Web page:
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|The distribution of Fe across the shelf of the Western Antarctic Peninsula at the start of the phytoplankton growing season|Seyitmuhammedov, K.; Stirling, C.H.; Reid, M.; van Hale, R.; Laan, P.; Arrigo, K.R.; van Dijken, G.; Alderkamp, A.-C.; Middag, R. (2022). The distribution of Fe across the shelf of the Western Antarctic Peninsula at the start of the phytoplankton growing season. Mar. Chem. 238: 104066. https://dx.doi.org/10.1016/j.marchem.2021.104066
In: Marine Chemistry. Elsevier: Amsterdam. ISSN 0304-4203; e-ISSN 1872-7581, meer
Western Antarctic Peninsula; Iron distribution; Phytoplankton growth season; Iron supply; Iron demand
|Auteurs|| || Top |
- Seyitmuhammedov, K.
- Stirling, C.H.
- Reid, M.
- van Hale, R.
- Laan, P., meer
- Arrigo, K.R.
- van Dijken, G.
- Alderkamp, A.-C.
- Middag, R., meer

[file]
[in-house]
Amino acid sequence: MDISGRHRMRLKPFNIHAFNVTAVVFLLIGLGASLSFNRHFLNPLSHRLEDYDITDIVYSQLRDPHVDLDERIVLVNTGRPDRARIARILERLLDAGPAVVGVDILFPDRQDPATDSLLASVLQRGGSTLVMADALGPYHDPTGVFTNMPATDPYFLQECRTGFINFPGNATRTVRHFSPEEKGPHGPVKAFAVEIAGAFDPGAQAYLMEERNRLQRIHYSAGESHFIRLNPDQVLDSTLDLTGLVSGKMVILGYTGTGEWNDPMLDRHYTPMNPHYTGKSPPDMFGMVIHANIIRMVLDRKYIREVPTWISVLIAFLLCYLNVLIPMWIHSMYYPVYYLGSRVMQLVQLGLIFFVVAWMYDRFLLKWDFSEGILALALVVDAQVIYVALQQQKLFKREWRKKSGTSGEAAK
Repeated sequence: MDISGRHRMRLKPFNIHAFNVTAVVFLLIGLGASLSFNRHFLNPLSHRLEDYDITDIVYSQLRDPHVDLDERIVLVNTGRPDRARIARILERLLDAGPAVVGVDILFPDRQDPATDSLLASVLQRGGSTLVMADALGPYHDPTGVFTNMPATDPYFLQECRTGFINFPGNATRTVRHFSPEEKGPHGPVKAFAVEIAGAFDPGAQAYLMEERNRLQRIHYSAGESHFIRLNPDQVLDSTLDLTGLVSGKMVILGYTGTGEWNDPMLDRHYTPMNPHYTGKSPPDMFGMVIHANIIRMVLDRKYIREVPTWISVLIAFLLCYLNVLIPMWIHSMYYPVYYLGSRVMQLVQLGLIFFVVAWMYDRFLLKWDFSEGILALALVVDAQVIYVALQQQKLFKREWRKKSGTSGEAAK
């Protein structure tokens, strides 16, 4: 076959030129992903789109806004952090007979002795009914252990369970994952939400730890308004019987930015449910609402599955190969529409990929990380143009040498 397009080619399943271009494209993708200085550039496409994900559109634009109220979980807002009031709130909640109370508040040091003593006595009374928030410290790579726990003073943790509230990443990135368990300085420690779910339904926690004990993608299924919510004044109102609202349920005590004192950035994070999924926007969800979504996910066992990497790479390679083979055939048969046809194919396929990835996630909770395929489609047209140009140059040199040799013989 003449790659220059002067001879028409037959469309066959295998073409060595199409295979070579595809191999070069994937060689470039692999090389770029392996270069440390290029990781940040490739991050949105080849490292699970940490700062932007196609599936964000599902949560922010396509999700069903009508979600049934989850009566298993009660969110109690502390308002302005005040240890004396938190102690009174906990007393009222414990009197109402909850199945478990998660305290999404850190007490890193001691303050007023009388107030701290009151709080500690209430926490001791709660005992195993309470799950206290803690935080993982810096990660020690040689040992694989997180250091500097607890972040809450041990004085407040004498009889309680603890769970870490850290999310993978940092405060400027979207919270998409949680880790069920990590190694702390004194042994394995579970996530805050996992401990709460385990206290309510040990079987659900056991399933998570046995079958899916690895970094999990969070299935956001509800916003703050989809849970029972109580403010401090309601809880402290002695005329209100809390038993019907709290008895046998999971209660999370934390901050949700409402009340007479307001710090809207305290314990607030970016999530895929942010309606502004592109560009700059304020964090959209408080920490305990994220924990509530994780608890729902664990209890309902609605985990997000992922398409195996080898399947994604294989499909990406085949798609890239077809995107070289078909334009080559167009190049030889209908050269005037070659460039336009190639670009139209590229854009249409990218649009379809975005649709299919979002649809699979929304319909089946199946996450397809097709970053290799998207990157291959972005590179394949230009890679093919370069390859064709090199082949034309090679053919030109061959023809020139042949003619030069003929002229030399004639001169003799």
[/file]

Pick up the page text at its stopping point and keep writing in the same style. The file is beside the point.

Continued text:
The Western Antarctic Peninsula (WAP) is a rapidly changing region with receding sea-ice cover. This region generally has increased phytoplankton productivity on the continental slope with a decrease observed in off-shelf waters located further northward. This study aims to improve the understanding of the distribution of iron (Fe) in this climatically important oceanic region during early sea-ice retreat, as well as the impact of receding ice cover on Fe concentrations and the importance of Fe and its sources at the beginning of the phytoplankton growth season. Five ocean transects were sampled along the Palmer Long Term Ecological Research (Pal-LTER) grid with an additional oceanward extension to access off-shelf waters during the austral spring (October and November) of 2014. High Fe inputs into the entire water column from ice melt as well as from sediments increased dissolved Fe (DFe) and total dissolvable Fe (TDFe) concentrations across the shelf (off-shelf DFe: 0.38 ± 0.30 nmol/L and TDFe: 2.23 ± 2.95 nmol/L versus shelf DFe: 1.54 ± 1.38 nmol/L and TDFe: 19.47 ± 23.82 nmol/L). The combination of meteoric meltwater and shallow sedimentary sources is strongest over the shelf and increased landward towards the WAP. Additionally, a winter sea-ice formation signature was detected in inner shelf waters that appeared to contribute to DFe concentrations. Relatively warm Circumpolar Deep Water (CDW) that flows onto the shelf through troughs is likely modified by non-reductive sedimentary input of Fe into the water column. The increase in Fe concentrations in WAP waters in early spring could trigger enhanced phytoplankton productivity across the shelf, although the highest productivity levels were observed in off-shelf waters, likely related to improved light conditions following receding sea-ice cover. The relatively high productivity levels in WAP off-shelf waters are presumably caused by two factors: (1) supply from below, and (2) the transport of Fe from the shelf to the off-shelf region. However, 80–90% of Fe introduced into shelf waters was removed from the upper water column prior to reaching off-shelf waters, reducing the influence of the coastal Fe source. Low concentrations of DFe (0.24 ± 0.26 nmol/L) in off-shelf waters (upper 100 m) of the WAP coincide with relatively elevated chlorophyll a concentrations (0.66 ± 0.56 μg/L), implying that uptake of available DFe had already occurred prior to sampling. Our results imply that the horizontal supply of DFe from the shelf as well as total DFe supply into the surface mixed layer might not be sufficiently high to support productivity in the off-shelf waters of the WAP, underlining the development of an Fe deficit early in the growth season.